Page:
The Healthy Mind Platter is a wonderful concept for the equally wonderful Dr Dan Siegal (author of many books exploring social-emotional development and behaviour management) and David Rock. It is now a decade old, but still very useful.
It explores 7 essential mental activities to optimise brain function and support wellbeing. Some of these are required daily, like sleep, time to focus and connect with people, others we might schedule in several times a week, like physical time and down time.
Consider a ‘menu’ of activities that you could engage in for each category, and how you will ensure that across a week that you do a combination of each to support your wellbeing?
+ FOCUS TIME: When we closely focus on tasks in a goal-oriented way, we take on challenges that make deep connections in the brain.
Often learning requires us to focus, we need to be able to pay attention, deeply, to learn and then retain complex concepts. Often our attention is broken by the pull of digital devices and notifications – so we need to be able to protect our focus in order to complete tasks and stuff that is important to us and our future.
+ PLAY TIME: When we allow ourselves to be spontaneous or creative, playfully enjoying novel experiences, we help make new connections in the brain.
We primarily learn through play. Modern play might involve digital play and online games. The trick with these is to ensure that you play a variety of games that challenge you and build your skills. Being able to find enjoyment in offline activities is also very important.
+ CONNECTING TIME: When we connect with other people, ideally in person (if possible), and when we take time to appreciate our connection to the natural world around us, we activate and reinforce the brain’s relational circuitry.
Humans need each other, rich conversations and opportunities to belong help keep us happy. Social connections are as important for wellbeing in some ways as good food nutrition, especially during adolescence. Meeting F2F or IRL has different qualities to online, though in our post-covid world we are grateful that technology has supported us to connect while we had to remain physically distant.
Finding meaningful and creative ways to connect, hang out and feel a sense of belonging is essential for our wellbeing, with more and more research demonstrating this.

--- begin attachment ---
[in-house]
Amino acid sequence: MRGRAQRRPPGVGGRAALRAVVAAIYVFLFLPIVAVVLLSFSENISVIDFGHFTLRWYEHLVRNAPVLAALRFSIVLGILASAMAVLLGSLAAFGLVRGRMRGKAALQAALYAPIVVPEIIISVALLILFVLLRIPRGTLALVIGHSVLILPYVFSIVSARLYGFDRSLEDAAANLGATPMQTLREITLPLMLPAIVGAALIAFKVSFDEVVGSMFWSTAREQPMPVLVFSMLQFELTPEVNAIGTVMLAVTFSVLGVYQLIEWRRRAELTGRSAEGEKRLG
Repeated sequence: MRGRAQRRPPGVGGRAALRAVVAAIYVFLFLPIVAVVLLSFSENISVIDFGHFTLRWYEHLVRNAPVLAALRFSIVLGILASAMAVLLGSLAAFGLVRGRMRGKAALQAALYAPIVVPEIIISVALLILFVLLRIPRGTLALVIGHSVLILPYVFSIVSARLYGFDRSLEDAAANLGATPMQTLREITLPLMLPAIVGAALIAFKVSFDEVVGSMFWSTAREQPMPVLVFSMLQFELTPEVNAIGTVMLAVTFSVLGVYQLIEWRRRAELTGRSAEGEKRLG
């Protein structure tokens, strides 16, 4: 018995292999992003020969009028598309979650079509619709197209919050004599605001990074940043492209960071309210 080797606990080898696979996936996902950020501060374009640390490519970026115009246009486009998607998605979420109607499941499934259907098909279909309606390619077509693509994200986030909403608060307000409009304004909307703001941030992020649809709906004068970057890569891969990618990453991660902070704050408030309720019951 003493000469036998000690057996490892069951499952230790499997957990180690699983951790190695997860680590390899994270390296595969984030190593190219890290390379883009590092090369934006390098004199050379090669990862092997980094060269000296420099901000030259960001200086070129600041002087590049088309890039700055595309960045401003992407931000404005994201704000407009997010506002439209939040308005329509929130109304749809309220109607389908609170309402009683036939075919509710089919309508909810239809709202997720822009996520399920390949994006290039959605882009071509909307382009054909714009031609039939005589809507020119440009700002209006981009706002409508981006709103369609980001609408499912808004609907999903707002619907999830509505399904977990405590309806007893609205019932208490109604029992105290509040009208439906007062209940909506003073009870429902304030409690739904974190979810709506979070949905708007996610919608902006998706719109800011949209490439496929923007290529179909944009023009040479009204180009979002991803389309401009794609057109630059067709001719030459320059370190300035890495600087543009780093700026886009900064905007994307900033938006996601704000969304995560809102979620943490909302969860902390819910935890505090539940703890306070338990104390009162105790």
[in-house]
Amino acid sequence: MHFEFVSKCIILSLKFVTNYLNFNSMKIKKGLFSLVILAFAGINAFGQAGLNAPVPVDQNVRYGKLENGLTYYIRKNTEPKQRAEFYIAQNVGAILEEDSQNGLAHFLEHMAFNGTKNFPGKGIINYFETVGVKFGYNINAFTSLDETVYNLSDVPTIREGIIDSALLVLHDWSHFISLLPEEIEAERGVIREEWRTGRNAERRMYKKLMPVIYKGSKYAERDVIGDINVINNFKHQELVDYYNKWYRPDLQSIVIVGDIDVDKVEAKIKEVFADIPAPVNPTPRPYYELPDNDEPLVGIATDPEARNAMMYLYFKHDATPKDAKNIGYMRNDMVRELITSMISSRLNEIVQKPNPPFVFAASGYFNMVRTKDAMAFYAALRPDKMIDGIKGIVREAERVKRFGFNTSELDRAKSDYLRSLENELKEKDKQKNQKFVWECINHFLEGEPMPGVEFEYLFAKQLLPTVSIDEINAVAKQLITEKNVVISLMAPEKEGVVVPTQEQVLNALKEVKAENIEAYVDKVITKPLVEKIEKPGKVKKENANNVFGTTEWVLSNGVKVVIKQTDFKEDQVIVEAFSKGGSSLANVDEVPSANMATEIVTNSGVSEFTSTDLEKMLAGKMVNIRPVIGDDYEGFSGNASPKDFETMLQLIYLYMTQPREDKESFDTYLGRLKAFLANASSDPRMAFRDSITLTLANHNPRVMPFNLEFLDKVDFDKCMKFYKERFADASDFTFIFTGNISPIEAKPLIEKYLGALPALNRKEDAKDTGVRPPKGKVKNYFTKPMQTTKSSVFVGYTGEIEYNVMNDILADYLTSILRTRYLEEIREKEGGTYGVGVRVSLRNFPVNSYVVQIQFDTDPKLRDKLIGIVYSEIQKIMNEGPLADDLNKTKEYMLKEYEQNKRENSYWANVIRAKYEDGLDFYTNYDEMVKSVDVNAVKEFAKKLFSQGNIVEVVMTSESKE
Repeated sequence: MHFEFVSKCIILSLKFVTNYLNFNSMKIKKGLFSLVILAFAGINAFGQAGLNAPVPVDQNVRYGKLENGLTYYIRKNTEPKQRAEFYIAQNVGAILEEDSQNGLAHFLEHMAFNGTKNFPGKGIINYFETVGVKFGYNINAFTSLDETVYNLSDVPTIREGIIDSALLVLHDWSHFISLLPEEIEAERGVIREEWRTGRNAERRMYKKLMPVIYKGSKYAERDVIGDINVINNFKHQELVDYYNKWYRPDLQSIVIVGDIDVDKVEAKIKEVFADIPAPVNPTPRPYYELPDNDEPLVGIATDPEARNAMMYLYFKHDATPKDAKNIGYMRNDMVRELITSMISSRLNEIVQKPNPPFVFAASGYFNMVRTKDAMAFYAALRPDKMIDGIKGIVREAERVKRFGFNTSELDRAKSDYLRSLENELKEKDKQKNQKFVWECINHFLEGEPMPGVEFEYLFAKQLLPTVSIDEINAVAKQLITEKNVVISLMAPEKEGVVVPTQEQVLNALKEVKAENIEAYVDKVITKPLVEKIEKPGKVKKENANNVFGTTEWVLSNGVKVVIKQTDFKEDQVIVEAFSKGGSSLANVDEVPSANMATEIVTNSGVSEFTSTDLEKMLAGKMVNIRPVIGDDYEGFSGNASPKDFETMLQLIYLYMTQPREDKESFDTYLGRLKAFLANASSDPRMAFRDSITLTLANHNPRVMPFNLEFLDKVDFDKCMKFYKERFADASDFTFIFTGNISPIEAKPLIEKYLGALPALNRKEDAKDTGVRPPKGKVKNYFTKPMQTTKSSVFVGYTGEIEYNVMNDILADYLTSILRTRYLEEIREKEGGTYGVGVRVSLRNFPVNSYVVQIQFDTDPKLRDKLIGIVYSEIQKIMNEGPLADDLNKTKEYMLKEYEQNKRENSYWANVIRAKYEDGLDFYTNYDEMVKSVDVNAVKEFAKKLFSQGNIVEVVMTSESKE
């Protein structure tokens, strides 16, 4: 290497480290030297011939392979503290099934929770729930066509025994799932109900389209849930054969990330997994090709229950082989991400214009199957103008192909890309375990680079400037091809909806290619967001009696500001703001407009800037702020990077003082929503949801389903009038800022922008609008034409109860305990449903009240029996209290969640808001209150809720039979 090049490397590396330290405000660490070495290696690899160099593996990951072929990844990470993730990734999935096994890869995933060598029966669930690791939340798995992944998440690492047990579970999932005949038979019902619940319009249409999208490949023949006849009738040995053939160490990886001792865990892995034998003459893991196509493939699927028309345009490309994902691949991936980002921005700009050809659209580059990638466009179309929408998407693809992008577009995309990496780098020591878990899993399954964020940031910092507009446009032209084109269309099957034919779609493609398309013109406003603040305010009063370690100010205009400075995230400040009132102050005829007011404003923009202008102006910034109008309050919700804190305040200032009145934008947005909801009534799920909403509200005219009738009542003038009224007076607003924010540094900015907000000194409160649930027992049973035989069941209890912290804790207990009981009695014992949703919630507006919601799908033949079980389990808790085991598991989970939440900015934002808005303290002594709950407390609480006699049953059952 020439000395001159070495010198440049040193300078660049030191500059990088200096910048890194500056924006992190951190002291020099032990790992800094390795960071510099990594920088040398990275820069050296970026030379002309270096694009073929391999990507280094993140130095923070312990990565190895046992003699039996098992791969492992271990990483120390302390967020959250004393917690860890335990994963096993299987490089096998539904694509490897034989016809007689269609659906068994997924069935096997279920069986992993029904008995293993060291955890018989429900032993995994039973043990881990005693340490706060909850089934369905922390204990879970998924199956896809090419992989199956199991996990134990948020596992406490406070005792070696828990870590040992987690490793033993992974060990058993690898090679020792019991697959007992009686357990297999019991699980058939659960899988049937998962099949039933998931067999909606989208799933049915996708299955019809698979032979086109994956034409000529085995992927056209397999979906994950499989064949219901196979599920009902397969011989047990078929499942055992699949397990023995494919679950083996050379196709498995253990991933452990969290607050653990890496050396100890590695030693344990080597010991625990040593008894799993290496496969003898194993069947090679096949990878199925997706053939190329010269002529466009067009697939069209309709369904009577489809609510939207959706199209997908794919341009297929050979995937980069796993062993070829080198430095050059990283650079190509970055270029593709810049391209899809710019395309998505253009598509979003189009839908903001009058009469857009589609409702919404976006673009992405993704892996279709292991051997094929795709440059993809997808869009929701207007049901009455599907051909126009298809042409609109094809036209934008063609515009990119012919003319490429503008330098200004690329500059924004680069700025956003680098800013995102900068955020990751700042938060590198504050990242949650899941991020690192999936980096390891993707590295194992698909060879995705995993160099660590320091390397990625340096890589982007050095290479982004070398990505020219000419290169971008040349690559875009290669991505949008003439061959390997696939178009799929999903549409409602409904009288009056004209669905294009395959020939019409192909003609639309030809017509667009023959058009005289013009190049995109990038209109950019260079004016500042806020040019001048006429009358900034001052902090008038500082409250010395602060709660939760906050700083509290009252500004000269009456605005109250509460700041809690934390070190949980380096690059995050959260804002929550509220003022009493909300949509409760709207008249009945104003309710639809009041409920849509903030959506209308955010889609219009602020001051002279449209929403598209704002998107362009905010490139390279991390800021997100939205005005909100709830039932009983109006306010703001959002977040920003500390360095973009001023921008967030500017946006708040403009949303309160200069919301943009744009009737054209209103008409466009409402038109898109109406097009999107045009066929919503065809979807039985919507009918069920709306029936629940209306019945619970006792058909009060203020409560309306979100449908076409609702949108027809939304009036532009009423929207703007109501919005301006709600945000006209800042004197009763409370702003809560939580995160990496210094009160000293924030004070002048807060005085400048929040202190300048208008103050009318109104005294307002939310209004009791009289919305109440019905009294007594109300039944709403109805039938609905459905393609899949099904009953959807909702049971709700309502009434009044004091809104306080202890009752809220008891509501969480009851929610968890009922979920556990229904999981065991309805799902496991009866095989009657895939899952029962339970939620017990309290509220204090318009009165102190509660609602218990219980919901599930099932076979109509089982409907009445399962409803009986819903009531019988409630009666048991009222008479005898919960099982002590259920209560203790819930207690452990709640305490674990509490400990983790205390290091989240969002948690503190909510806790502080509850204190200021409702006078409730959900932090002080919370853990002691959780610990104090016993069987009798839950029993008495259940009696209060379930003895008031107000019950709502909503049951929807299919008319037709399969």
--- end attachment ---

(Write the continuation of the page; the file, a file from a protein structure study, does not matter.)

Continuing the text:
+ PHYSICAL TIME: When we move our bodies, aerobically if medically possible, we strengthen the brain in many ways.
Many of us are simply sitting on our bums too much! Exercise doesn’t have to be at a gym or involve grunting and sweating. It can happen in just 7-minute intervals, it can happen almost without leaving your desk. You also don’t need to be sporty to be appreciate ethe value of physical fitness. Developing a positive attitude to movement and habits that get you moving will help you reduce stress and live longer! Research has shown young people who exercise more stress less during their HSC, moving your body literally burns off cortisol the hormone that signals stress.
+ TIME IN: When we quietly reflect internally, focusing on sensations, images, feelings and thoughts, we help to better integrate the brain.
This is time to think, ponder and listen to our own thoughts, this might be journaling or a mindfulness practice using an evidence-based app. Often we avoid being alone with our thoughts and fill every spare moment using technology. Instead, its valuable to stop constantly consuming information and process and reflect on the information we’re already storing in our heads!
+ DOWN TIME: When we are non-focused, without any specific goal, and let our mind wander or simply relax, we help the brain recharge.
It’s slightly ironic that some people actually need to schedule in time to ‘do nothing’! Many young people are over-scheduled and have no ‘free time’ to potter and chill out. When we are always ‘busy busy busy’ it impacts the balance around our wellbeing.
+ SLEEP TIME: When we give the brain the rest it needs, we consolidate learning and recover from the experiences of the day.
We’re in an epidemic of sleep deprivation. Humans are not prioritising sleep and rest. Often technology habits are eating into when we should be sleeping, sometimes this is called ‘revenge bedtime procrastination’. Sleep helps regulate our mood, memory and metabolism, without enough of it our wellbeing is put at risk of conditions like dementia.
Read more: Announcing the Healthy Mind Plate – 2011